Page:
The Business News Source for the Community of Sarnia - Lambton

Jack Fullerton was left, no he was right

Fri, 06/30/2017 - 15:59 -- Mike Bradley

Jack believed the only good Tory was a suppository. A life-long Liberal his values flowed through his philosophy, speech and writing all his life. He could be like a volcano, erupting, then settling down instantly. He could make your blood boil in a discussion, make his point, and then make you laugh. Or debate you on an issue at length and then say “you know Michael you are right” totally leaving you speechless and no rebuttal. F. Scott Fitzgerald said “the test of a first rate intelligence is the ability to hold two opposing ideas in mind at the same time and still retain the ability to function”. Jack could retain 10 opposing ideas and still function. His platform was the feisty opinionated newspaper, The Sarnia Gazette, founded by the late Marceil Saddy and Jack in 1953. The paper hit the streets on Wednesdays and was a libel lawyers dream. It was a must-read in Sarnia and a source of ulcers for local bureaucrats and politicians. The paper attracted lawsuits like Donald Trump attracts investigations. Marceil and Jack were entirely different personalities but their politics, religious beliefs and love of the English language bonded them together. The Sarnia Gazette newspaper office on Front Street was a sight to behold. Cluttered with furniture that looked like it had been repatriated after WW1 and with a printing press that may have printed the first Bible in the basement, guarded by a crack team of rats.

First met Jack in 1972 as a Young Liberal, working in my first election campaign for Liberal MP Bud Cullen who was running for re-election on the Trudeau Team (in the Reign of Trudeau the First, Pierre). The campaign slogan was “The Land is Strong”. The voters thought otherwise. Bud and the Liberals won by only two seats and went from a majority to a minority government. Did I join the Liberal Party because of some deep Liberal philosophy as a teenager? No, that philosophy was there but needed to mature and would evolve later. I signed up to be around Jack’s three intelligent and beautiful daughters--Martha, Barbara and Mary Sue. A few years later I was running Liberal election campaigns with Jack as the media advisor and in charge of the political advertising. He made sure that more than a fair share of the budget went to print advertising, specifically The Sarnia Gazette, over the old grey newspaper down the street (The Sarnia Observer) as Marceil and Jack loved to call it. When challenged on the merits of that strategy he would flash his elfish smile and say “you know Michael with a full page ad you get an endorsement at The Gazette”. He always won that debate.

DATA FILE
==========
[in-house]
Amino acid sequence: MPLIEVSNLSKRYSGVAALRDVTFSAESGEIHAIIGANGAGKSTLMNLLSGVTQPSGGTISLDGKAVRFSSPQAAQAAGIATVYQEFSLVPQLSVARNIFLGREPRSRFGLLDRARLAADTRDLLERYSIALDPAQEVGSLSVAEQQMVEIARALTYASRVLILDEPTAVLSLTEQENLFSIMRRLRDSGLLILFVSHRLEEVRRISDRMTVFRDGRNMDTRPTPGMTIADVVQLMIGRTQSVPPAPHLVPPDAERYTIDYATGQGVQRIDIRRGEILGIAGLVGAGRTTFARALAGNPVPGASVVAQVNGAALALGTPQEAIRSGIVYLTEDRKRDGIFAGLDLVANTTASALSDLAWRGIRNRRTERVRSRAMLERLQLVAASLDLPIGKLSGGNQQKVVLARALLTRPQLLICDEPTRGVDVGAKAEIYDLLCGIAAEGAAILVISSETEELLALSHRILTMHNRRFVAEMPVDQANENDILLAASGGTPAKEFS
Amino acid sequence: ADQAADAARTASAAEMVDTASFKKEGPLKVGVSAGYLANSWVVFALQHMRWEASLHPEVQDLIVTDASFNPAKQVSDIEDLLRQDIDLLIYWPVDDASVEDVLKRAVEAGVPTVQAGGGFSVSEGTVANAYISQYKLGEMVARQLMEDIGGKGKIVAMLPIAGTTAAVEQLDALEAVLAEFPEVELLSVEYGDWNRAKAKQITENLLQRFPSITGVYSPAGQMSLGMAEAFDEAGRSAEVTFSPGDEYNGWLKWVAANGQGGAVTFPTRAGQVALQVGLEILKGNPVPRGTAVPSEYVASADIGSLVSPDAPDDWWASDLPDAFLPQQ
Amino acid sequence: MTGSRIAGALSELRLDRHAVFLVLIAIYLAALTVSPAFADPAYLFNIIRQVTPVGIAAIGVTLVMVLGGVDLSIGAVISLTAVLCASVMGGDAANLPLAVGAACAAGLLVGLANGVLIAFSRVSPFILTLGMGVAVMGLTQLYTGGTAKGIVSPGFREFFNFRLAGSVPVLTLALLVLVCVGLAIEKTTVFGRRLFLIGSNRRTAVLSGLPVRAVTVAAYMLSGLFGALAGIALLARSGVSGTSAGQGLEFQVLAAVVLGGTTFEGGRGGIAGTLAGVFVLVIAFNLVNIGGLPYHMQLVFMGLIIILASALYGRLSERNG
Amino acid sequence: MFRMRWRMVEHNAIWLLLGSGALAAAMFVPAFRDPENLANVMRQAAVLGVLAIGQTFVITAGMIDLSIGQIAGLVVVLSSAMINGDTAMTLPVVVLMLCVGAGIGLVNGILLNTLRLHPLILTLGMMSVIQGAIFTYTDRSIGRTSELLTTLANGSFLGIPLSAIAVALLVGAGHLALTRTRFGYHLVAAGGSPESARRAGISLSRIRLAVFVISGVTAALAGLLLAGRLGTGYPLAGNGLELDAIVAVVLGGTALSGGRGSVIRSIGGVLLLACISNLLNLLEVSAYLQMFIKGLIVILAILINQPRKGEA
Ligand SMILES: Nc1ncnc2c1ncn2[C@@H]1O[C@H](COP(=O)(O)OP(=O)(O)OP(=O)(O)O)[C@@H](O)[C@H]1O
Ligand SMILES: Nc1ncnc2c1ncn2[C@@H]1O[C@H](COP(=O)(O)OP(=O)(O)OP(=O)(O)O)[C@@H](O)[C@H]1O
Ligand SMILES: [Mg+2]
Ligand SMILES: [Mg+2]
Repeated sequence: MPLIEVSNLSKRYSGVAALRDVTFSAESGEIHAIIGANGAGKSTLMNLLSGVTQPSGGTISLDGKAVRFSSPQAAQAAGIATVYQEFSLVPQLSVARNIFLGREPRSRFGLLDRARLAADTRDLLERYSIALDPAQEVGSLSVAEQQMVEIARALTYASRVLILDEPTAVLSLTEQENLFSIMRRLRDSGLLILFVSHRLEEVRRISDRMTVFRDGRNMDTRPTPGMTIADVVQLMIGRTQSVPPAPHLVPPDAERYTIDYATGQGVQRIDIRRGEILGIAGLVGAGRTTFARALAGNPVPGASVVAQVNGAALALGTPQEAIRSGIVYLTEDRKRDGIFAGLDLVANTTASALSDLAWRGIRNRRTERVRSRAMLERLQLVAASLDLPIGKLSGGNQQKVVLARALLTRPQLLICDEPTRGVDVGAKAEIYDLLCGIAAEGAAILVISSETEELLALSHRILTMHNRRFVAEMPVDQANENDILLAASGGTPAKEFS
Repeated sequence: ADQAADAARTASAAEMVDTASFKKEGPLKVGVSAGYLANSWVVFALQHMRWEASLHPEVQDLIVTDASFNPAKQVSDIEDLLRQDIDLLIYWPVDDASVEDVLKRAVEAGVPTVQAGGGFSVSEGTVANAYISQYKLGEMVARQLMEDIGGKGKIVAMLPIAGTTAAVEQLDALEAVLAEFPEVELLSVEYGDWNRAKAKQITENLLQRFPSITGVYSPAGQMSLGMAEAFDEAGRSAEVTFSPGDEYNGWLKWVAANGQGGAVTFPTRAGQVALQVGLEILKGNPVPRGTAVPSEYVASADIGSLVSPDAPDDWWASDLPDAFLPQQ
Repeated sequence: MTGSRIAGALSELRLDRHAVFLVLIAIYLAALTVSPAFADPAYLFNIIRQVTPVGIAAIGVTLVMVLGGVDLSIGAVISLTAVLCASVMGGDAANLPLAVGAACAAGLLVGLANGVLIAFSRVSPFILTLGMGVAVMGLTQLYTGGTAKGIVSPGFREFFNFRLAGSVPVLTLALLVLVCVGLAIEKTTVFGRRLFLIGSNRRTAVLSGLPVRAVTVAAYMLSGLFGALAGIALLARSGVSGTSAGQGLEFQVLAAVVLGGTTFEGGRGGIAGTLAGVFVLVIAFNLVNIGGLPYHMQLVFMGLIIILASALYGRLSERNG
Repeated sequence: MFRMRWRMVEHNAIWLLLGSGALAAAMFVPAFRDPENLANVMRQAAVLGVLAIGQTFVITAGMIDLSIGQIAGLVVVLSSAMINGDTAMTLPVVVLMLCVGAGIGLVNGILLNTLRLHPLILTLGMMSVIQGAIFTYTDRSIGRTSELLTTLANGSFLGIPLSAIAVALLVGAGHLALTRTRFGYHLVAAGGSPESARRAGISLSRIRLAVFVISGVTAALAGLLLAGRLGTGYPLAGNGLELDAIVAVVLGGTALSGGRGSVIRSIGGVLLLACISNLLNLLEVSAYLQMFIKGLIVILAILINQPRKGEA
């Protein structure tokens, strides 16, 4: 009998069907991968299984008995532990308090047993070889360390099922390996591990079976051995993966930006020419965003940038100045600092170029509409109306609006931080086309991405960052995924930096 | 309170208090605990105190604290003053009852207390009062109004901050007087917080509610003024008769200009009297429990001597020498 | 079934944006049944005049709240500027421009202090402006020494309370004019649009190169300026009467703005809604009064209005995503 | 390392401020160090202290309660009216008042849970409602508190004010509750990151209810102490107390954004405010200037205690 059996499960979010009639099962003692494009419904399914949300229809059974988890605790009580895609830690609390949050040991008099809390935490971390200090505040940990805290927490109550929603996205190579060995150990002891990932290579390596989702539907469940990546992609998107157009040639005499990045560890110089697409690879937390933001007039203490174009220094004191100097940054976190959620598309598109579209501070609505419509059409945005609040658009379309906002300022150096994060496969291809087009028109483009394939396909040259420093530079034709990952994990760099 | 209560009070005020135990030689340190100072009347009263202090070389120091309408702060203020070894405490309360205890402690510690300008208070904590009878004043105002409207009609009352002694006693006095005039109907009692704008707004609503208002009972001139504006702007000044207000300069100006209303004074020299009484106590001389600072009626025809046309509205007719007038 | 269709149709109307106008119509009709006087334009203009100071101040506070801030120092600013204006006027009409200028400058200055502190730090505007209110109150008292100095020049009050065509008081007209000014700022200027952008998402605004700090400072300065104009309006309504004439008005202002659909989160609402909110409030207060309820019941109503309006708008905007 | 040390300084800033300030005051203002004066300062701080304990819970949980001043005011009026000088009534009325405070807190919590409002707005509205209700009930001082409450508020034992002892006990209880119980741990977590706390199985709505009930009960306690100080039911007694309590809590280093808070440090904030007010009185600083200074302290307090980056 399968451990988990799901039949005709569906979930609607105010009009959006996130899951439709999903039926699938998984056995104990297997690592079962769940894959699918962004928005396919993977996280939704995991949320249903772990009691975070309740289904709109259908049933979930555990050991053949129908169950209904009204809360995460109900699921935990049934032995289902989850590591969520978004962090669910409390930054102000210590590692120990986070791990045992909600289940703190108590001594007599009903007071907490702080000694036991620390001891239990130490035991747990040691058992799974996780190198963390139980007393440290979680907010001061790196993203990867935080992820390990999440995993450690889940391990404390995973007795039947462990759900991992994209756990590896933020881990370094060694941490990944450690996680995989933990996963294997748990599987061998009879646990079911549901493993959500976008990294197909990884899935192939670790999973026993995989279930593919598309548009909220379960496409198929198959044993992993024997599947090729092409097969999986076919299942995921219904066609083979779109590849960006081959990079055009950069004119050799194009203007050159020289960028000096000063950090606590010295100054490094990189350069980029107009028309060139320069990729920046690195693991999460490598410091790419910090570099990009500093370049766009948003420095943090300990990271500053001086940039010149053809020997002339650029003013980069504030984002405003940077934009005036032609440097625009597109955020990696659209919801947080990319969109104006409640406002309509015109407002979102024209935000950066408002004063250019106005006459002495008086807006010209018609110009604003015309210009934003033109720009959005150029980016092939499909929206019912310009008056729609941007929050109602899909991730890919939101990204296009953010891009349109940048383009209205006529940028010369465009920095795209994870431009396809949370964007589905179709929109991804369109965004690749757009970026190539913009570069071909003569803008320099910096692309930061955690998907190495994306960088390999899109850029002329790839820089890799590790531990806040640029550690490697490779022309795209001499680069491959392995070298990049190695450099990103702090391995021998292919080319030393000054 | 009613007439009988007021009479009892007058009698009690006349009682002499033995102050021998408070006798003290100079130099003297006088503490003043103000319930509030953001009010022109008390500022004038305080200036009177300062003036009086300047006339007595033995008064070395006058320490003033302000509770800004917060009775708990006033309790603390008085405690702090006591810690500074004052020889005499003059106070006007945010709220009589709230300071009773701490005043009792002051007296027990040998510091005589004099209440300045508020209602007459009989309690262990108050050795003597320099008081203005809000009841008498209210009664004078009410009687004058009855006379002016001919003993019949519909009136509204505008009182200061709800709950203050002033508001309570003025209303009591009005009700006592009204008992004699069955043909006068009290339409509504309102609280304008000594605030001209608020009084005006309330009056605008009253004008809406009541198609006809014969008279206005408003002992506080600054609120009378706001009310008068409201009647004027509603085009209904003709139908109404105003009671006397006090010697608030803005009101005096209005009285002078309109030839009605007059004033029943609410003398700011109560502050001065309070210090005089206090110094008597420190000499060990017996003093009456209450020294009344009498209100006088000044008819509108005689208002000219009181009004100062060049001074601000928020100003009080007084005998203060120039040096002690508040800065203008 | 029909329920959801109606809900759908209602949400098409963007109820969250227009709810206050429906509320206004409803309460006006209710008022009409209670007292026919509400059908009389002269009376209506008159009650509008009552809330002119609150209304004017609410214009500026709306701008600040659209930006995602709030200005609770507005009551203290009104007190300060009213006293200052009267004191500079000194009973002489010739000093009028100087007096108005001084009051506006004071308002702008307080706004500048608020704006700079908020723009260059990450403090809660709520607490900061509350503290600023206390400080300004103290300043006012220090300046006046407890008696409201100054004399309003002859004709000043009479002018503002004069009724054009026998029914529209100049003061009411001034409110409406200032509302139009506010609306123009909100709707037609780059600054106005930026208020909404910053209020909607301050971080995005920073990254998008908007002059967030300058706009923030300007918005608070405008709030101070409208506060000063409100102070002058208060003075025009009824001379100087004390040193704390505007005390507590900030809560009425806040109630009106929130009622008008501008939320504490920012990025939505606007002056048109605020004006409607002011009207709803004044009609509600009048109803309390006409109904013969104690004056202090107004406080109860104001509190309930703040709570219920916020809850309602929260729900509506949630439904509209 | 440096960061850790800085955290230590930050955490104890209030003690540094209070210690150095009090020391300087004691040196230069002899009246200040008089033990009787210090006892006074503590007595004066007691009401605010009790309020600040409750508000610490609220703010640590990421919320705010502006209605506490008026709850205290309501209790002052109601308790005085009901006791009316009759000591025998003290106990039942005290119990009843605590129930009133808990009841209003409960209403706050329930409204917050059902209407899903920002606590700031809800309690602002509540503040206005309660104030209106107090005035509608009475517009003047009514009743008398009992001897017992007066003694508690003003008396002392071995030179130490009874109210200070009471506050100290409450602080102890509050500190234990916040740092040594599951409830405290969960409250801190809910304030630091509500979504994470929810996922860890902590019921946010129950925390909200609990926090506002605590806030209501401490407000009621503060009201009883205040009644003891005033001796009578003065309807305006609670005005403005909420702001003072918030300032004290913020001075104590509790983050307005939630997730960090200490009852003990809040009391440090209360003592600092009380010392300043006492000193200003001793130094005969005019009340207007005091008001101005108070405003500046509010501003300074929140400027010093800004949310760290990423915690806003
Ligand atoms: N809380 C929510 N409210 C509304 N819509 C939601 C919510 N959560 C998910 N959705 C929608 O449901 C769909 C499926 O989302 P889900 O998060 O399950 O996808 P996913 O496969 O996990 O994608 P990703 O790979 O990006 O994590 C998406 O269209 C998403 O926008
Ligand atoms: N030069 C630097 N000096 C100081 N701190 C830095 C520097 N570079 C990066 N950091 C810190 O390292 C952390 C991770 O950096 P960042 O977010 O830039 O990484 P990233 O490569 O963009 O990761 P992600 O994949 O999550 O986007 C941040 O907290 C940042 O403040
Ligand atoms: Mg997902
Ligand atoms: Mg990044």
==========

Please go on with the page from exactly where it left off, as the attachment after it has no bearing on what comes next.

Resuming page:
Marceil ran for City Council and Jack for the Separate School Board successfully. Jack was a strong proponent of full funding for the separate school system when it was only funded to grade 10. In debates at the Board he would often quote Robert’s Rules of Order to make a point or win an argument. Only years later did his fellow Board members discover Jack had never read Robert’s Rules of Order in his life.

He taught me a valuable lesson about advertising and writing which I still use to this day on column writing and as Mayor. He would say “always show other people and ask what they think”. He was right. What I thought was clear and understandable to everyone wasn’t. He popularized focus groups before they existed.

Jack’s popular Up the Creek column shared folksy funny stories about life, his family and a variety of characters with Willy being a favourite. One of the stories shared about Jack was the legendary missing pane of glass in the newsroom. Like the Kennedy assassination, the rumours and myth grew over the years. Jack, or a reporter, had thrown a typewriter through the pane of glass in the newsroom after a heated debate. Who was pitching and who was catching is lost to history. The pane of glass was never replaced and became a point of pride over the years for Jack. As the deadline loomed before printing at The Gazette, there was a sense of excitement as they prepared to expose the latest scandal or a new recipe for cooking zucchini. The content of what would be in the paper came with lots of arguments, laughter and camaraderie. A far cry from the antiseptic newsrooms of today (those that are left).

Jack lived his Liberal values. When there was an attempt by City Council (misguided) to shut down the River City Homeless Shelter on Mitton Street, Jack, an immediate neighbour, spoke out in favour of the homeless and the shelter. Not a popular position in the neighbourhood but one of integrity. The Shelter won in the courts to Jack’s delight.

He continued to write a column until his mid-eighties in First Monday full of fire and brimstone to those who offended his values. He would be appalled by what is happening here and across the country to free speech and the decline of local media, although he would be delighted to know that weeklies and monthlies, like First Monday, are surviving and prospering. Jack lived his entire journalistic life comforting the afflicted and afflicting the comfortable. He was a character with character. He will be missed.

Fine Print